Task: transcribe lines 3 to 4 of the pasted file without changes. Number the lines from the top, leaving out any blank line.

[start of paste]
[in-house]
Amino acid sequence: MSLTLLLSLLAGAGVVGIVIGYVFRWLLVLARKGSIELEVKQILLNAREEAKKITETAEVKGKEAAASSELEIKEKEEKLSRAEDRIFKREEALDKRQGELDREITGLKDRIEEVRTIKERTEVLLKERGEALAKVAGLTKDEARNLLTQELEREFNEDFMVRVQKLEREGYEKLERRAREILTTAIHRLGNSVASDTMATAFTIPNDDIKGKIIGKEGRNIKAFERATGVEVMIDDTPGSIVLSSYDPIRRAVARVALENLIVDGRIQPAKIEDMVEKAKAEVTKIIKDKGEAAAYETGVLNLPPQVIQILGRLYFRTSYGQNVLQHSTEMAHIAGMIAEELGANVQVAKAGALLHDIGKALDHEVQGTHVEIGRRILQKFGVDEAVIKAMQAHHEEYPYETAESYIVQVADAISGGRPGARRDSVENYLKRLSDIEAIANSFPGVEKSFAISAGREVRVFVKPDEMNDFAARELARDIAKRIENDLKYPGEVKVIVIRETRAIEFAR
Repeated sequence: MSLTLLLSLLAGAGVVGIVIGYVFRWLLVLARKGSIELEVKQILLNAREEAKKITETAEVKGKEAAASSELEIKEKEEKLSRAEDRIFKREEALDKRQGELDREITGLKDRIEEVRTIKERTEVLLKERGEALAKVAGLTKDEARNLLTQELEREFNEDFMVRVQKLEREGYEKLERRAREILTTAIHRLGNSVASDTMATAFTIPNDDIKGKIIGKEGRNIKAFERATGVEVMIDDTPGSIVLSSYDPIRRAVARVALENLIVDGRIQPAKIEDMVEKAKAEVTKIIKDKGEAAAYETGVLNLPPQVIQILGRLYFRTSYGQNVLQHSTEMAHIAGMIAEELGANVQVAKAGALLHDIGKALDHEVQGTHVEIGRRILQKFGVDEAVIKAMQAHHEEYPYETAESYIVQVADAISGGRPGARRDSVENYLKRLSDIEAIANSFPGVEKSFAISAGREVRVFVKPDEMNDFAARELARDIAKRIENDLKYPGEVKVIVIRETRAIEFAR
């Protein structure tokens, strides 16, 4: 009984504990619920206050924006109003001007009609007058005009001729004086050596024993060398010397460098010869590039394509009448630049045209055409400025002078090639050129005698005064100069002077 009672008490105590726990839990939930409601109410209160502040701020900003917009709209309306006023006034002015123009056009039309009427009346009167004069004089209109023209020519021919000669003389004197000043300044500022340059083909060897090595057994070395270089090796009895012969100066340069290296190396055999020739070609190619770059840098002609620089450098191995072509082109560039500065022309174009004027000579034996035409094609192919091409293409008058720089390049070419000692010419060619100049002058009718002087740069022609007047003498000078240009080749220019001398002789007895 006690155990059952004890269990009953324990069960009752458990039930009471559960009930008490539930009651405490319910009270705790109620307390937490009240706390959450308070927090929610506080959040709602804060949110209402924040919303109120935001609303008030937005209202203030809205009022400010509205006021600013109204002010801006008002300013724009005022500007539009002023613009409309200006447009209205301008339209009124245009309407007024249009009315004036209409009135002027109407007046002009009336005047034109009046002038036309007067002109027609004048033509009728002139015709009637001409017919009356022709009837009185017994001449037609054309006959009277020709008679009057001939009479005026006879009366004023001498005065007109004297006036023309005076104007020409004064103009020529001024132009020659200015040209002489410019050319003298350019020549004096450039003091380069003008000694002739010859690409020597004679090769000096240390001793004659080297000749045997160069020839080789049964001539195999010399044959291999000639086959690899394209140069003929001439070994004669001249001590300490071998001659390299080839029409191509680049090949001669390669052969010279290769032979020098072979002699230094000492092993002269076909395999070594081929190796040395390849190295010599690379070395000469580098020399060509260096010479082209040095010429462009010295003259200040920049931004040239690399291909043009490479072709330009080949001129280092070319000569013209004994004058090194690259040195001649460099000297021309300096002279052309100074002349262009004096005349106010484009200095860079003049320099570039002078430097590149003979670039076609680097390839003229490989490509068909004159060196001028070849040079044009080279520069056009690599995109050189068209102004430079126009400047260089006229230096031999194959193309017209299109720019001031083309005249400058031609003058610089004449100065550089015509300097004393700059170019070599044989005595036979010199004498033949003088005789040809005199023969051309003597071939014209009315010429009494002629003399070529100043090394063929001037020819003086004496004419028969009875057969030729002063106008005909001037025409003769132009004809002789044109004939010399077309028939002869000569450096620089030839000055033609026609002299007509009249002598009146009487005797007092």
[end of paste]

Repeated sequence: MSLTLLLSLLAGAGVVGIVIGYVFRWLLVLARKGSIELEVKQILLNAREEAKKITETAEVKGKEAAASSELEIKEKEEKLSRAEDRIFKREEALDKRQGELDREITGLKDRIEEVRTIKERTEVLLKERGEALAKVAGLTKDEARNLLTQELEREFNEDFMVRVQKLEREGYEKLERRAREILTTAIHRLGNSVASDTMATAFTIPNDDIKGKIIGKEGRNIKAFERATGVEVMIDDTPGSIVLSSYDPIRRAVARVALENLIVDGRIQPAKIEDMVEKAKAEVTKIIKDKGEAAAYETGVLNLPPQVIQILGRLYFRTSYGQNVLQHSTEMAHIAGMIAEELGANVQVAKAGALLHDIGKALDHEVQGTHVEIGRRILQKFGVDEAVIKAMQAHHEEYPYETAESYIVQVADAISGGRPGARRDSVENYLKRLSDIEAIANSFPGVEKSFAISAGREVRVFVKPDEMNDFAARELARDIAKRIENDLKYPGEVKVIVIRETRAIEFAR
């Protein structure tokens, strides 16, 4: 009984504990619920206050924006109003001007009609007058005009001729004086050596024993060398010397460098010869590039394509009448630049045209055409400025002078090639050129005698005064100069002077 009672008490105590726990839990939930409601109410209160502040701020900003917009709209309306006023006034002015123009056009039309009427009346009167004069004089209109023209020519021919000669003389004197000043300044500022340059083909060897090595057994070395270089090796009895012969100066340069290296190396055999020739070609190619770059840098002609620089450098191995072509082109560039500065022309174009004027000579034996035409094609192919091409293409008058720089390049070419000692010419060619100049002058009718002087740069022609007047003498000078240009080749220019001398002789007895 006690155990059952004890269990009953324990069960009752458990039930009471559960009930008490539930009651405490319910009270705790109620307390937490009240706390959450308070927090929610506080959040709602804060949110209402924040919303109120935001609303008030937005209202203030809205009022400010509205006021600013109204002010801006008002300013724009005022500007539009002023613009409309200006447009209205301008339209009124245009309407007024249009009315004036209409009135002027109407007046002009009336005047034109009046002038036309007067002109027609004048033509009728002139015709009637001409017919009356022709009837009185017994001449037609054309006959009277020709008679009057001939009479005026006879009366004023001498005065007109004297006036023309005076104007020409004064103009020529001024132009020659200015040209002489410019050319003298350019020549004096450039003091380069003008000694002739010859690409020597004679090769000096240390001793004659080297000749045997160069020839080789049964001539195999010399044959291999000639086959690899394209140069003929001439070994004669001249001590300490071998001659390299080839029409191509680049090949001669390669052969010279290769032979020098072979002699230094000492092993002269076909395999070594081929190796040395390849190295010599690379070395000469580098020399060509260096010479082209040095010429462009010295003259200040920049931004040239690399291909043009490479072709330009080949001129280092070319000569013209004994004058090194690259040195001649460099000297021309300096002279052309100074002349262009004096005349106010484009200095860079003049320099570039002078430097590149003979670039076609680097390839003229490989490509068909004159060196001028070849040079044009080279520069056009690599995109050189068209102004430079126009400047260089006229230096031999194959193309017209299109720019001031083309005249400058031609003058610089004449100065550089015509300097004393700059170019070599044989005595036979010199004498033949003088005789040809005199023969051309003597071939014209009315010429009494002629003399070529100043090394063929001037020819003086004496004419028969009875057969030729002063106008005909001037025409003769132009004809002789044109004939010399077309028939002869000569450096620089030839000055033609026609002299007509009249002598009146009487005797007092």